Popular herbal incense that contain synthetic ingredient turn relatively harmless herbs like Damian herbs into a mix that will give its user an almost surreal high that is comparable or even often exceeds that of its Marijuana counterpart. The synthetic types of marijuana are referred to or known as spice, blaze and K2 and have been consumed by millions of American’s.
Many of those users who have abused the substance are young adolescent, and young adults many of which are finding themselves in the emergency room according to the researchers from the Children’s National Medical Center, Washington D.C., in a report published in the journal Pediatrics.
The Journal of Pediatrics reported that synthetic cannabinoids are made in illegal laboratories and sold in convenience stores and gas stations in several communities in the USA. The Pediatric sarticle, “Clinical Presentation Due to Synthetic Cannabinoids”, describes typical signs and symptoms of intoxication so that doctors can be aware of them.
Synthetic cannabinoids were created by John W. Huffman, an organic chemist at Clemson University. He devised the cannabinoids (also known as JWH) to aid in research of multiple sclerosis, HIV/AIDS, and chemotherapy. Over the course of twenty years, Huffman and his team developed 450 synthetic cannabinoid compounds which were used to test the effect of cannabinoid receptors in the brain and other organs. In 2000, JHW compounds began selling in Germany initially as a marijuana alternatives known as spice.
Subsequent government regulations in the United States and many other countries banning JWH have given birth to monster versions of John W. Huffman’s creations rendering a research drug into a mass marketed drug alternative (due to the illegality and high cost of Marijuana) with significant negative health effects to its users. Government regulations were in part to be blamed for the rise of the so called monster chemicals being now used in modern day spice versions, however, producers of these products who care little for the welfare of their clientele are also to be blamed for the rise in emergency room visits by users. Spice is a relatively inexpensive product to produce, requires very little knowledge and has a high profit margin that is driven by a consumer base that is highly addicted to the product.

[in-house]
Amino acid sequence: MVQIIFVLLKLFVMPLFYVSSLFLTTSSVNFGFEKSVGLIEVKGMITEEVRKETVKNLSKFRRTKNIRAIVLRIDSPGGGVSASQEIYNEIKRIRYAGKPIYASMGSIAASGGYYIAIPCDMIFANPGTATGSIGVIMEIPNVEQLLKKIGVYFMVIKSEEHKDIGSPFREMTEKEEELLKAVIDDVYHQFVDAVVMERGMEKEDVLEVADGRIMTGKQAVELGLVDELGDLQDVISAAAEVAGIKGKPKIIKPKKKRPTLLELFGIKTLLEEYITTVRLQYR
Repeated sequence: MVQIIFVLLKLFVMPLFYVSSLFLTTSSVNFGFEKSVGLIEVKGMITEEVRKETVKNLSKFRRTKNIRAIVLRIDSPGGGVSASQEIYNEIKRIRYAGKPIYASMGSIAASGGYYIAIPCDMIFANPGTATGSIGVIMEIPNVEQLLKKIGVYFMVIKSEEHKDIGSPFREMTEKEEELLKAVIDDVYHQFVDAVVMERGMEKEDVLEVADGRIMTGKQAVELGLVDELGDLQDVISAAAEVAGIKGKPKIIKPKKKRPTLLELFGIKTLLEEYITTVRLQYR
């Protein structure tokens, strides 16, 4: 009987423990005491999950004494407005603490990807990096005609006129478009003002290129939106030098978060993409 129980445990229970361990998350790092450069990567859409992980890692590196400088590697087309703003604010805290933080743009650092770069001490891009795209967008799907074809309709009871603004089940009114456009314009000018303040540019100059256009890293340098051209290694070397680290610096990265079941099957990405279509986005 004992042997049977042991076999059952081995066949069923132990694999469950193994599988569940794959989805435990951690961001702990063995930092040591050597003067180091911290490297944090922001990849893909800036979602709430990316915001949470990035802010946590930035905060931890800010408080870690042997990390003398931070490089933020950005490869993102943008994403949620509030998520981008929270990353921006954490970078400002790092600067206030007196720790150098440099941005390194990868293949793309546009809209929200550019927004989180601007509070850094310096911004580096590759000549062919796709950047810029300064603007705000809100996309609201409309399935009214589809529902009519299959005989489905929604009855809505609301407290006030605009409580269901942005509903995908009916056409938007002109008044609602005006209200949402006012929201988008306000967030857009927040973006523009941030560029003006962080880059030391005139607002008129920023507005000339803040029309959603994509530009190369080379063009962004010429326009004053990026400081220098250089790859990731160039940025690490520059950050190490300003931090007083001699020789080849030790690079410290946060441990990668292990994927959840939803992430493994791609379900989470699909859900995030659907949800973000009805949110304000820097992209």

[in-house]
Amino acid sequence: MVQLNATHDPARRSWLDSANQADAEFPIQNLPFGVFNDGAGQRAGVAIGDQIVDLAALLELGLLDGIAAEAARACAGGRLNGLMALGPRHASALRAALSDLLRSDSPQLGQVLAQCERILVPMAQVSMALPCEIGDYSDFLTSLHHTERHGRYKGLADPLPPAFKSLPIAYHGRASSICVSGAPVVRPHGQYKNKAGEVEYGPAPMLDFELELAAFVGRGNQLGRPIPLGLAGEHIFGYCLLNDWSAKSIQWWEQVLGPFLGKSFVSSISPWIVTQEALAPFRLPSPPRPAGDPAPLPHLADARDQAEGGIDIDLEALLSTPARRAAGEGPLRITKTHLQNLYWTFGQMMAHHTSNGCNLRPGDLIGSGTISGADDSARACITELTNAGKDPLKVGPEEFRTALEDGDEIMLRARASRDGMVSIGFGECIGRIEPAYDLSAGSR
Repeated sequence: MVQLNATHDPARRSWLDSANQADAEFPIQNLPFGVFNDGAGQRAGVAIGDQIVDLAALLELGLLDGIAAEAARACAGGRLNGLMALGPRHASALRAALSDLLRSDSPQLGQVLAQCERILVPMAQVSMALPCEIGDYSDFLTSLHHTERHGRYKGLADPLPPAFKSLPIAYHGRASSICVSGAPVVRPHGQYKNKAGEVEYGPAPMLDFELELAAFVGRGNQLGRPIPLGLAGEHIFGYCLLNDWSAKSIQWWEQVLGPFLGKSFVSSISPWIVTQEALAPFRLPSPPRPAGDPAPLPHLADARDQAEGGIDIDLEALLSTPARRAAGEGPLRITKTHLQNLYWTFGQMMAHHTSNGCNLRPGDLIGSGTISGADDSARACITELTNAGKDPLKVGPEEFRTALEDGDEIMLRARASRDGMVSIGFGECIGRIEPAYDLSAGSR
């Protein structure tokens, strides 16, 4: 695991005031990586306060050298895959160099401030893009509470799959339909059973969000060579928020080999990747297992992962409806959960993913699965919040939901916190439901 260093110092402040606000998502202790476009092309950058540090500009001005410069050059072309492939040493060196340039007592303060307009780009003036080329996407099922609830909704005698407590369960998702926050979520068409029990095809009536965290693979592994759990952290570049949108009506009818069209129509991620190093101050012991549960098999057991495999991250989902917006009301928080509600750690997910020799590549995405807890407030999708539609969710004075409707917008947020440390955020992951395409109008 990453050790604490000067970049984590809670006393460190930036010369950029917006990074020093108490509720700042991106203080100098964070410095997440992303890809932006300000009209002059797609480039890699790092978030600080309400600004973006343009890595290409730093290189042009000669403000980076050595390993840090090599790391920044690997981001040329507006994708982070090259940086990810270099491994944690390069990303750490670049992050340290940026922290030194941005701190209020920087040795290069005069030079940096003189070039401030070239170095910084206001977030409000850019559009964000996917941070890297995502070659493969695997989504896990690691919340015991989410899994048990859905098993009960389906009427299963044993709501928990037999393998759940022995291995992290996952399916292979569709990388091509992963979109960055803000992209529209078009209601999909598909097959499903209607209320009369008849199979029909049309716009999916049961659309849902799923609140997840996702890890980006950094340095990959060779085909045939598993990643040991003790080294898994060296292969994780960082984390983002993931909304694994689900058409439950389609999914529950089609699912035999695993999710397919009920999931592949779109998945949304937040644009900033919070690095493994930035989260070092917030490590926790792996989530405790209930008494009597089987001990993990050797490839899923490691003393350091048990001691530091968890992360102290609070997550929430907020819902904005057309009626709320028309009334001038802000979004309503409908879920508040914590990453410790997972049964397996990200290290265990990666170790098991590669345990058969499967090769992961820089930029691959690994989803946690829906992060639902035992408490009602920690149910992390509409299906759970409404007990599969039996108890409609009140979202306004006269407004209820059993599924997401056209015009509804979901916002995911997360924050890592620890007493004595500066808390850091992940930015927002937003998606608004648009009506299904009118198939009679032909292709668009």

Synthetic cannabinoids have euphoric and psychoactive effects on the user, very much like those of natural marijuana. However, there are other effects associated with the synthetic versions of marijuana, some of which may be especially dangerous.
Young patients throughout the USA have arrived at emergency rooms with not only restlessness and agitation, but also diaphoresis, catatonia, extreme aggressions, and the inability to speak.
From 2010 to 2011, the American Association of Poison Control Centers received 4,500 telephone calls related to synthetic cannabinoid poisoning.
This latest report describes the hallmark signs of abuse and discusses what treatments the health care professional should consider.
The authors say the effects of intoxication are short-lived. However, health care professionals are becoming increasingly concerned about the potential long-term effects of regular synthetic cannabinoids usage.
Here termed as “Spice herbal incense”, an example of a synthetic marijuana
Synthetic marijuana does not contain what the manufacturers claim
According to sellers, synthetic marijuana consists of a mixture of traditional medicinal herbs – a blend with mild effects, such as those experienced with natural marijuana. According to Wikipedia, sellers cite the following herbs as ingredients – Scutellaria nana, Nelumbo nucifera, Leonotis leonurus, Nymphaea caerulea, Canavalia maritima, Pedicularis densiflora, Zornia latifolia, and Leonurus sibiricus. Laboratory tests in several countries, including a government-run one in Germany, found that these claims were false.
Scientists did find large quantities of synthetic tocopherol present. Researchers suggest that what is listed on the packet of so-called synthetic marijuana products may be completely inaccurate. The German government, in fact, in a risk assessment of these products in 2008, concluded that their plant ingredients were “unclear”, the source of the synthetic tocopherol was unknown, and their euphoric and psychoactive effects come from substances that might have nothing to do with the so-called plant ingredients.
According to US authorities, synthetic cannabinoids are products of plant origin that have had chemicals sprayed on them; these chemicals produce toxicity. The chemicals are hard to detect through standard drug tests, making them popular with young people.
Synthetic cannabinoids are usually smoked.